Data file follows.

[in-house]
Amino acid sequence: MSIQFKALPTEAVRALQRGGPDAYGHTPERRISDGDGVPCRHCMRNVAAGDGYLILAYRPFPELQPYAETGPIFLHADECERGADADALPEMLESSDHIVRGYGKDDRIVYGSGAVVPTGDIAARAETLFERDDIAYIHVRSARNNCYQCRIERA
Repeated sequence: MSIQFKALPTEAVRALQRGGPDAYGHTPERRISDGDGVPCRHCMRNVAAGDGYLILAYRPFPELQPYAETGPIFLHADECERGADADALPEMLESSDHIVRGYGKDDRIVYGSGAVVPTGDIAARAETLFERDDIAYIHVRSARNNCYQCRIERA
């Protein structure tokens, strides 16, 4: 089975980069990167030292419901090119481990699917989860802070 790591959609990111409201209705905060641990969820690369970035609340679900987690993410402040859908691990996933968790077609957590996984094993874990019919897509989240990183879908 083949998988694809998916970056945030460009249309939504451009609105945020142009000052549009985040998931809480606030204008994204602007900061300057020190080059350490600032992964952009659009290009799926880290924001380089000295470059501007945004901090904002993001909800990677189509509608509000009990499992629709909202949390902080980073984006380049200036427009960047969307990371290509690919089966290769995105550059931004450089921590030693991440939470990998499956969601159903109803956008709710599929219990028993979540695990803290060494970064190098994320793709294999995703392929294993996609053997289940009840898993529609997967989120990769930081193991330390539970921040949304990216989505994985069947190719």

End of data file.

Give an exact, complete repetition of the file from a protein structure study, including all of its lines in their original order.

[in-house]
Amino acid sequence: MSIQFKALPTEAVRALQRGGPDAYGHTPERRISDGDGVPCRHCMRNVAAGDGYLILAYRPFPELQPYAETGPIFLHADECERGADADALPEMLESSDHIVRGYGKDDRIVYGSGAVVPTGDIAARAETLFERDDIAYIHVRSARNNCYQCRIERA
Repeated sequence: MSIQFKALPTEAVRALQRGGPDAYGHTPERRISDGDGVPCRHCMRNVAAGDGYLILAYRPFPELQPYAETGPIFLHADECERGADADALPEMLESSDHIVRGYGKDDRIVYGSGAVVPTGDIAARAETLFERDDIAYIHVRSARNNCYQCRIERA
């Protein structure tokens, strides 16, 4: 089975980069990167030292419901090119481990699917989860802070 790591959609990111409201209705905060641990969820690369970035609340679900987690993410402040859908691990996933968790077609957590996984094993874990019919897509989240990183879908 083949998988694809998916970056945030460009249309939504451009609105945020142009000052549009985040998931809480606030204008994204602007900061300057020190080059350490600032992964952009659009290009799926880290924001380089000295470059501007945004901090904002993001909800990677189509509608509000009990499992629709909202949390902080980073984006380049200036427009960047969307990371290509690919089966290769995105550059931004450089921590030693991440939470990998499956969601159903109803956008709710599929219990028993979540695990803290060494970064190098994320793709294999995703392929294993996609053997289940009840898993529609997967989120990769930081193991330390539970921040949304990216989505994985069947190719």